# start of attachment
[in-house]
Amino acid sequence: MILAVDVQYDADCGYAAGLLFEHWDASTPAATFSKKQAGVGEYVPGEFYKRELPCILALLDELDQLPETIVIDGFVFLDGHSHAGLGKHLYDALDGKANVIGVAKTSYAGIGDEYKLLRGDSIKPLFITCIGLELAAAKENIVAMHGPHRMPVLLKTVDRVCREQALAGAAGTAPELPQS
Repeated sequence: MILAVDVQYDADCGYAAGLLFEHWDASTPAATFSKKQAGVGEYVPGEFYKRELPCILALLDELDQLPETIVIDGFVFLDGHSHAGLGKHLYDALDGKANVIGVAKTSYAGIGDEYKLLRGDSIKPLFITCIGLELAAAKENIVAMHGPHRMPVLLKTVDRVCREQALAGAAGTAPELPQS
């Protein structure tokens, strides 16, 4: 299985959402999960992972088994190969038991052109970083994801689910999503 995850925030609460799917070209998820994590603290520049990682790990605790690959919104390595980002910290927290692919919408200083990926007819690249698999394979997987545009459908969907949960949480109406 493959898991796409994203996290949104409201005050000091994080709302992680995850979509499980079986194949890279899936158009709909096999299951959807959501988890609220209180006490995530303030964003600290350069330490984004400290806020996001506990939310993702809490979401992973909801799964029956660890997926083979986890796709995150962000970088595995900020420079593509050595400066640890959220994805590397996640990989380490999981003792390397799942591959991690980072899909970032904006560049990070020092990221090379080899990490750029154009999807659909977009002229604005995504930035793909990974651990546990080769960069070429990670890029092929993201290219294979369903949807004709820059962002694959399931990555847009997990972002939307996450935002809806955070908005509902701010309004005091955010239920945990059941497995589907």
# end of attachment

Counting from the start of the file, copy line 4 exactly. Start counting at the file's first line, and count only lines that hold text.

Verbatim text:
């Protein structure tokens, strides 16, 4: 299985959402999960992972088994190969038991052109970083994801689910999503 995850925030609460799917070209998820994590603290520049990682790990605790690959919104390595980002910290927290692919919408200083990926007819690249698999394979997987545009459908969907949960949480109406 493959898991796409994203996290949104409201005050000091994080709302992680995850979509499980079986194949890279899936158009709909096999299951959807959501988890609220209180006490995530303030964003600290350069330490984004400290806020996001506990939310993702809490979401992973909801799964029956660890997926083979986890796709995150962000970088595995900020420079593509050595400066640890959220994805590397996640990989380490999981003792390397799942591959991690980072899909970032904006560049990070020092990221090379080899990490750029154009999807659909977009002229604005995504930035793909990974651990546990080769960069070429990670890029092929993201290219294979369903949807004709820059962002694959399931990555847009997990972002939307996450935002809806955070908005509902701010309004005091955010239920945990059941497995589907």